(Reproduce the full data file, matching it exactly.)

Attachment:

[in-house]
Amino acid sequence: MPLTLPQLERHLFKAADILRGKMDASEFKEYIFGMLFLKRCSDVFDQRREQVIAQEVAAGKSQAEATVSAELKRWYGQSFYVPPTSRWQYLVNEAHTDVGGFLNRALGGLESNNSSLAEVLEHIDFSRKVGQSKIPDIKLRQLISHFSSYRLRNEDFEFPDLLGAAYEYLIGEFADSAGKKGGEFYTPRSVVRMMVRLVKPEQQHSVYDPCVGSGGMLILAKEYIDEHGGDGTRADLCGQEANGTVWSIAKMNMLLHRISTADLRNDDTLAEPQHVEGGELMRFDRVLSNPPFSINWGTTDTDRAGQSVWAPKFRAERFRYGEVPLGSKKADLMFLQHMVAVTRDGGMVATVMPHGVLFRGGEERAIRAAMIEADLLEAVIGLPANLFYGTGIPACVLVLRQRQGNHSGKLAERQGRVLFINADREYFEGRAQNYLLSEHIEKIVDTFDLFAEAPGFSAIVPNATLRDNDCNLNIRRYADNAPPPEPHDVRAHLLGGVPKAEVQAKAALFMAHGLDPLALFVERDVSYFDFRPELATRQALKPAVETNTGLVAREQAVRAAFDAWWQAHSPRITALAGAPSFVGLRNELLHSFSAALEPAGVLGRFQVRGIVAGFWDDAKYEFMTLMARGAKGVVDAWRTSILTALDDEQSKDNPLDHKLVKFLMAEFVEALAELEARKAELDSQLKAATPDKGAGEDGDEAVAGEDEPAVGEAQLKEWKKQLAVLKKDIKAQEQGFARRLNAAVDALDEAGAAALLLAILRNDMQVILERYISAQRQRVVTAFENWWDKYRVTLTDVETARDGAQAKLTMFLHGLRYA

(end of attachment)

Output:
[in-house]
Amino acid sequence: MPLTLPQLERHLFKAADILRGKMDASEFKEYIFGMLFLKRCSDVFDQRREQVIAQEVAAGKSQAEATVSAELKRWYGQSFYVPPTSRWQYLVNEAHTDVGGFLNRALGGLESNNSSLAEVLEHIDFSRKVGQSKIPDIKLRQLISHFSSYRLRNEDFEFPDLLGAAYEYLIGEFADSAGKKGGEFYTPRSVVRMMVRLVKPEQQHSVYDPCVGSGGMLILAKEYIDEHGGDGTRADLCGQEANGTVWSIAKMNMLLHRISTADLRNDDTLAEPQHVEGGELMRFDRVLSNPPFSINWGTTDTDRAGQSVWAPKFRAERFRYGEVPLGSKKADLMFLQHMVAVTRDGGMVATVMPHGVLFRGGEERAIRAAMIEADLLEAVIGLPANLFYGTGIPACVLVLRQRQGNHSGKLAERQGRVLFINADREYFEGRAQNYLLSEHIEKIVDTFDLFAEAPGFSAIVPNATLRDNDCNLNIRRYADNAPPPEPHDVRAHLLGGVPKAEVQAKAALFMAHGLDPLALFVERDVSYFDFRPELATRQALKPAVETNTGLVAREQAVRAAFDAWWQAHSPRITALAGAPSFVGLRNELLHSFSAALEPAGVLGRFQVRGIVAGFWDDAKYEFMTLMARGAKGVVDAWRTSILTALDDEQSKDNPLDHKLVKFLMAEFVEALAELEARKAELDSQLKAATPDKGAGEDGDEAVAGEDEPAVGEAQLKEWKKQLAVLKKDIKAQEQGFARRLNAAVDALDEAGAAALLLAILRNDMQVILERYISAQRQRVVTAFENWWDKYRVTLTDVETARDGAQAKLTMFLHGLRYA